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Impact of encapsulation method on the adsorbate induced electrical instability of monolayer graphene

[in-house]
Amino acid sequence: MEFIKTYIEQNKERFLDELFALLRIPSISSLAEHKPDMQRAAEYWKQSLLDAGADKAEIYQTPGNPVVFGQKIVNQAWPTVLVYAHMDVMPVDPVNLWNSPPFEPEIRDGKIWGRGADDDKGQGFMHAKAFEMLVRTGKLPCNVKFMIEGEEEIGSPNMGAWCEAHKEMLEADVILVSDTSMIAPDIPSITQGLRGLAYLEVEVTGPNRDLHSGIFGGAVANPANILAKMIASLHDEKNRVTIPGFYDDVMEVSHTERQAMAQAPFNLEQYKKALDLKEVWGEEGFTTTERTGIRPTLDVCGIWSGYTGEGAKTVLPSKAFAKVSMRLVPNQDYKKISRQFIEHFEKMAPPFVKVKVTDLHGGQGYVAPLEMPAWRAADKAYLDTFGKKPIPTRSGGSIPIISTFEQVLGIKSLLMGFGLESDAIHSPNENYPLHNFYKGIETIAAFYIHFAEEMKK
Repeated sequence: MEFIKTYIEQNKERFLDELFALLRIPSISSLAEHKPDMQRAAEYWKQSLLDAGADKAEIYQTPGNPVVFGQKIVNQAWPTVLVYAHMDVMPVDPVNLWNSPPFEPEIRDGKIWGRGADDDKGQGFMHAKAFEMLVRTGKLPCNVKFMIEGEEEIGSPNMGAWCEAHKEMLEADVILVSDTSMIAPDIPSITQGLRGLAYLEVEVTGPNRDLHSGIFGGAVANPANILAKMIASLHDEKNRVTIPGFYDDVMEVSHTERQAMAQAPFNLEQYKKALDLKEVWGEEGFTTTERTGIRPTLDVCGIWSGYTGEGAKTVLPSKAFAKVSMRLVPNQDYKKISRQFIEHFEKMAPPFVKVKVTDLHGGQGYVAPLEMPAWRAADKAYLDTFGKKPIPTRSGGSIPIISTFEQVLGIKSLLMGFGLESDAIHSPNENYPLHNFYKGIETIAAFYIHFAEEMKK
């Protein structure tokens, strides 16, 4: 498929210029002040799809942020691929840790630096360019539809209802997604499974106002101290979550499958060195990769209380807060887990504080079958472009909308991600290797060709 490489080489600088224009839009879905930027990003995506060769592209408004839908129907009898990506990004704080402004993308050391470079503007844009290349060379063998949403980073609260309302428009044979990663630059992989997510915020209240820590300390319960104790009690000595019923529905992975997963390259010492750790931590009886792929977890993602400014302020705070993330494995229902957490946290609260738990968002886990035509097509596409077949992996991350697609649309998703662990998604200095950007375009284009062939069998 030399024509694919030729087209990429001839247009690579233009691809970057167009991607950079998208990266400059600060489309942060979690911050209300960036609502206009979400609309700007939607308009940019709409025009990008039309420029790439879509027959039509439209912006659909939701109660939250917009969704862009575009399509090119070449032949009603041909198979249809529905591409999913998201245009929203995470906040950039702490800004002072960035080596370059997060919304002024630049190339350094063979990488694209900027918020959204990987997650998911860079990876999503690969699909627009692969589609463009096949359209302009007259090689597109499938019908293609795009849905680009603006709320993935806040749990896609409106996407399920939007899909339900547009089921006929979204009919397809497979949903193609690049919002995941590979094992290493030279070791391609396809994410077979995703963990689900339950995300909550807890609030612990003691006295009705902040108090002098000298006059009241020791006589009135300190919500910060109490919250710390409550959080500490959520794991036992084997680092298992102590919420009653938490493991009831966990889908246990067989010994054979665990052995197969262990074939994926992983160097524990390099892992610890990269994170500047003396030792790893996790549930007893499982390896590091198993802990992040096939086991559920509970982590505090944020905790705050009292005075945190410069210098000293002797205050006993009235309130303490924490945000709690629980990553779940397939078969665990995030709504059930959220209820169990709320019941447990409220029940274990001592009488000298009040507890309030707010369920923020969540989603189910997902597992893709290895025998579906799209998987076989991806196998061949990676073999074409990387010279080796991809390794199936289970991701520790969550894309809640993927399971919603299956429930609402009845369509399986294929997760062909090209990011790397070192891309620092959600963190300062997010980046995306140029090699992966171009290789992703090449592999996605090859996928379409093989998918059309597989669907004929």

Monolayer graphene transferred onto a set of silicon carbide (SiC) substrates was encapsulated with a thin SiO2 film in order to prevent its interaction with atmospheric adsorbates. The encapsulation of graphene samples was realized by using two different thin film growth methods such as thermal evaporation (TE) and state-of-the-art pulsed electron deposition (PED). The encapsulation efficiency of these two techniques on the structural and electrical characteristics of graphene was compared with each other. Scanning electron microscopy (SEM) analysis showed that unlike the SiO2 thin film grown with PED, structural defects like cracks were readily formed on TE grown films due to the lack of surface wettability. The electronic transport measurements revealed that the electrical resistivity of graphene has been increased by two orders of magnitude, and the carrier mobility has been subsequently decreased upon the encapsulation process with the PED method. However, in-vacuum transient photocurrent spectroscopy (TPS) measurements conducted for short periods and a few cycles showed that the graphene layer encapsulated with the PED grown SiO2 film is electrically far more stable than the one encapsulated with TE grown SiO2 film. The results of TPS measurements were related to the SEM images to unravel the mechanism behind the improved electrical stability of graphene samples encapsulated with the PED grown SiO2 film.